Why I Struggle to Pray for People
Whenever the people saw the pillar of cloud standing at the entrance to the tent, they all stood and worshiped, each at the entrance to their tent.” Exodus 33:10 (NIV)
We slipped through the side door into a small room. Women sat on the floor, their books open, while a fan pushed around the sweltering 110+ degree air.
When the lessons were complete, we were introduced. Shy smiles broke down the language and cultural barriers. A handful were Christian believers in the early stages of their faith. Others practiced a different religion.
We asked if they’d share their stories. As one talked, she pointed to her mother standing at the back of the room. Tears pooled as she said that her mother was very ill.
My immediate instinct was to pray for her, but I didn’t act on it.
How would it be received? We were guests in their community, in their culture and in this classroom. But the feeling wouldn’t go away.
As it neared time for us to leave, I whispered to the person who brought us to the class: “I want to pray for the girl’s mother. Is that OK?”
“It’s always acceptable to pray,” she answered.
She asked the girl’s mother to come forward. I rested my hands gently in hers and started to pray. The presence of God sweetly wrapped around us. It was tangible. It was so real. When I opened my eyes, I witnessed girls and women pressing forward, the cluster of faces totally expectant.
They wanted prayer too.
My friend, Lynn, and I prayed for each woman in that room, some of them twice as they came back for more.
It’s always acceptable to pray.
Or is it?
Somehow I’ve allowed my American culture to influence this belief. I’ve been told that it’s intrusive. Unwanted.
In today’s passage, we find Moses in the Tent of Meeting. It’s not a fancy place. It’s smack dab in the middle of the wilderness. But when Moses enters the tent to talk to God, the glory of God sweeps over the tent.
Those standing at a distance are so enthralled with what’s going on before their eyes, they can’t help but worship.
This is such a beautiful picture of prayer.
Moses prayed, most likely for the thousands that wandered in the wilderness. Some believed. Others didn’t. Some followed. Others grumbled. Prayer ministered to Moses, but it also drew others to God.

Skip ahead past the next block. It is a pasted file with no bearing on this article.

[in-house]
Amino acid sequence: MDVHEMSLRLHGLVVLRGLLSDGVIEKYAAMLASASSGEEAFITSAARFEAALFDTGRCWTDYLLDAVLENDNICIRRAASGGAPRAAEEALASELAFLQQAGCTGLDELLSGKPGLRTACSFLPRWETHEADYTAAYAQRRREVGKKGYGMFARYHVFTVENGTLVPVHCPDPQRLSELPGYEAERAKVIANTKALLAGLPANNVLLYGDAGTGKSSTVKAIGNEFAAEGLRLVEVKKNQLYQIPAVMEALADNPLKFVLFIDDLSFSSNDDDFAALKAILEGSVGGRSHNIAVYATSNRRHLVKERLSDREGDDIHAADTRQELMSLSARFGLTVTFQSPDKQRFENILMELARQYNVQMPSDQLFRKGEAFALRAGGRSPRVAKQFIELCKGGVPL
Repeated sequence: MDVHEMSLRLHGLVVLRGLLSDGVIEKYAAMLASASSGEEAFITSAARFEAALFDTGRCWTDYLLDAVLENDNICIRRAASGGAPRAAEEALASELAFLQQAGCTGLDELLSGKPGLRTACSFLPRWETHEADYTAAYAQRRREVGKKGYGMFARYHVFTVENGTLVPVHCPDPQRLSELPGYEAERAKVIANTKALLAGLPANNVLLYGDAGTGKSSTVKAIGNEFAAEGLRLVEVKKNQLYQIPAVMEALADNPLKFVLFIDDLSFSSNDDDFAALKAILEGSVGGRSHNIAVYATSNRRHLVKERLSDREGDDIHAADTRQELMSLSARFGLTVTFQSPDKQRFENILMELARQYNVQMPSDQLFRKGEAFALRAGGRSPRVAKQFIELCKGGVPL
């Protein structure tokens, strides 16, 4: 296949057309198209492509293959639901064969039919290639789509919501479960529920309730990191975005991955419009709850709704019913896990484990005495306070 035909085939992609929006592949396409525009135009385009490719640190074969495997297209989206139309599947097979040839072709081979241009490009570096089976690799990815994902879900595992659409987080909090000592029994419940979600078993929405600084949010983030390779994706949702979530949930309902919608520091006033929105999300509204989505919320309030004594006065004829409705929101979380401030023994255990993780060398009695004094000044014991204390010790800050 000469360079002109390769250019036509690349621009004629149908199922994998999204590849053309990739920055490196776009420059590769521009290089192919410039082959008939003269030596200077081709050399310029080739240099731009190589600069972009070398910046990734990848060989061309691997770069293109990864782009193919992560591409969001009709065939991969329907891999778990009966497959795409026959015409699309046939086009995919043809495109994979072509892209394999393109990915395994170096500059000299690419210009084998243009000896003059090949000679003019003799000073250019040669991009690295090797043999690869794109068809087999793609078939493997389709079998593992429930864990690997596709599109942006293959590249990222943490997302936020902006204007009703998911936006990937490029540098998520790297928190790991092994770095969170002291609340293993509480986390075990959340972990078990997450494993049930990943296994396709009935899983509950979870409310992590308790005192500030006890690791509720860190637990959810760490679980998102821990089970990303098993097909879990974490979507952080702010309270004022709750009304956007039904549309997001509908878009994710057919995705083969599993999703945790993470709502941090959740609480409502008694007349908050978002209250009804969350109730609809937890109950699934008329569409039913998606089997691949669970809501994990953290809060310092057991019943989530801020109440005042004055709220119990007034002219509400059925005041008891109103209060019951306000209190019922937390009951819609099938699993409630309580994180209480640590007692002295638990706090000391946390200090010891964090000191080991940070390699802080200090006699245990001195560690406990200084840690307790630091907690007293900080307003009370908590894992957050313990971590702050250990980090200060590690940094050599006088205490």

Has my fear of when and where and how to pray kept me from praying for others?
I think it has, and it’s something I’m asking God to help me with.
My friend in the hard place who’s lacking the words to ask for prayer? I can reach for her hand and let her know that she is not alone.
That stranger in the airport who is flying across country to attend her grandma’s funeral? I can pray for comfort.
There are numerous opportunities around us to pray for people.
We can listen for the tender, gentle voice of God who loves that person, who knows when it’s the right time. He knows when a heart is receptive, or hurting, or wondering if anyone is aware of their pain.
Just the other day, I listened as a friend described a bout with sickness. We were in a public place. Others milled around. Normally I would have listened, promising to pray later.
Can I pray for you?
Right there, right then. We bowed our heads and quietly reached for heaven. Some watched in curiosity. Others joined in. When we were through praying, I felt a hand touch my arm.
Will you pray for me, too?
Yes, absolutely yes.
Do you struggle to pray for people?
Listen to God’s voice. He’ll show you when to pray, and how. He knows who is standing at a distance, their hearts ready to worship Him too.
Dear God, I’ve allowed my culture to tell me that prayer isn’t acceptable when there are people who long to feel Your presence. Give me the courage to say yes to Your invitation to pray for others. In Jesus’ Name, Amen.
TRUTH FOR TODAY:
Exodus 4:15, “You shall speak to him and put words in his mouth; I will help both of you speak and will teach you what to do.” (NIV)
REFLECT AND RESPOND:
Perhaps you struggle to pray for people because you don’t want to offend. Ask God for His guidance.
We have been given a Helper in the form of the Holy Spirit who will help us discern when to pray, and in a way that draws a person to God, rather than pushes them away. Read Romans 8:26-27 and thank God for His role in prayer.
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